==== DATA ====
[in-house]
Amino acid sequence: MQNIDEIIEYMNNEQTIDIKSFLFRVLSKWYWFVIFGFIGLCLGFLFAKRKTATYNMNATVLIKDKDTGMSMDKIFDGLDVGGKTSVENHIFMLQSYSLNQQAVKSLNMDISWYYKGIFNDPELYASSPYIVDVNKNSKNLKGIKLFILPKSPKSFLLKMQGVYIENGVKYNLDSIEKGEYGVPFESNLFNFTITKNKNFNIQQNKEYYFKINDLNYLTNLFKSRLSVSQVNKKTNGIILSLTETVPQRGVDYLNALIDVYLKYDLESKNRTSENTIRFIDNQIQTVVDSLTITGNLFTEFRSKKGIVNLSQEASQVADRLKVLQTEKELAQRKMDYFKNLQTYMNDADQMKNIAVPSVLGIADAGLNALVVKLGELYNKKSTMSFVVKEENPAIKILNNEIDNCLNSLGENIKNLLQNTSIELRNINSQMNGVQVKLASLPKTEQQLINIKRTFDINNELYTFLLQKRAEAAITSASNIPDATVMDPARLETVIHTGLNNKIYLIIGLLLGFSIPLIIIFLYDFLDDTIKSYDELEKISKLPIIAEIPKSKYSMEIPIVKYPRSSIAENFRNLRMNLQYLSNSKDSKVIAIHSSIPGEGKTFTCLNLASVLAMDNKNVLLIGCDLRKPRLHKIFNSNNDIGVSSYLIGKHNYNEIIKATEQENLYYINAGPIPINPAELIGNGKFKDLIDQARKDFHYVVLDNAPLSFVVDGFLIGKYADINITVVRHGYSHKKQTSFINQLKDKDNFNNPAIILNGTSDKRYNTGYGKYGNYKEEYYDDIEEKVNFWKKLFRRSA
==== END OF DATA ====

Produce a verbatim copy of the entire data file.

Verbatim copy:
[in-house]
Amino acid sequence: MQNIDEIIEYMNNEQTIDIKSFLFRVLSKWYWFVIFGFIGLCLGFLFAKRKTATYNMNATVLIKDKDTGMSMDKIFDGLDVGGKTSVENHIFMLQSYSLNQQAVKSLNMDISWYYKGIFNDPELYASSPYIVDVNKNSKNLKGIKLFILPKSPKSFLLKMQGVYIENGVKYNLDSIEKGEYGVPFESNLFNFTITKNKNFNIQQNKEYYFKINDLNYLTNLFKSRLSVSQVNKKTNGIILSLTETVPQRGVDYLNALIDVYLKYDLESKNRTSENTIRFIDNQIQTVVDSLTITGNLFTEFRSKKGIVNLSQEASQVADRLKVLQTEKELAQRKMDYFKNLQTYMNDADQMKNIAVPSVLGIADAGLNALVVKLGELYNKKSTMSFVVKEENPAIKILNNEIDNCLNSLGENIKNLLQNTSIELRNINSQMNGVQVKLASLPKTEQQLINIKRTFDINNELYTFLLQKRAEAAITSASNIPDATVMDPARLETVIHTGLNNKIYLIIGLLLGFSIPLIIIFLYDFLDDTIKSYDELEKISKLPIIAEIPKSKYSMEIPIVKYPRSSIAENFRNLRMNLQYLSNSKDSKVIAIHSSIPGEGKTFTCLNLASVLAMDNKNVLLIGCDLRKPRLHKIFNSNNDIGVSSYLIGKHNYNEIIKATEQENLYYINAGPIPINPAELIGNGKFKDLIDQARKDFHYVVLDNAPLSFVVDGFLIGKYADINITVVRHGYSHKKQTSFINQLKDKDNFNNPAIILNGTSDKRYNTGYGKYGNYKEEYYDDIEEKVNFWKKLFRRSA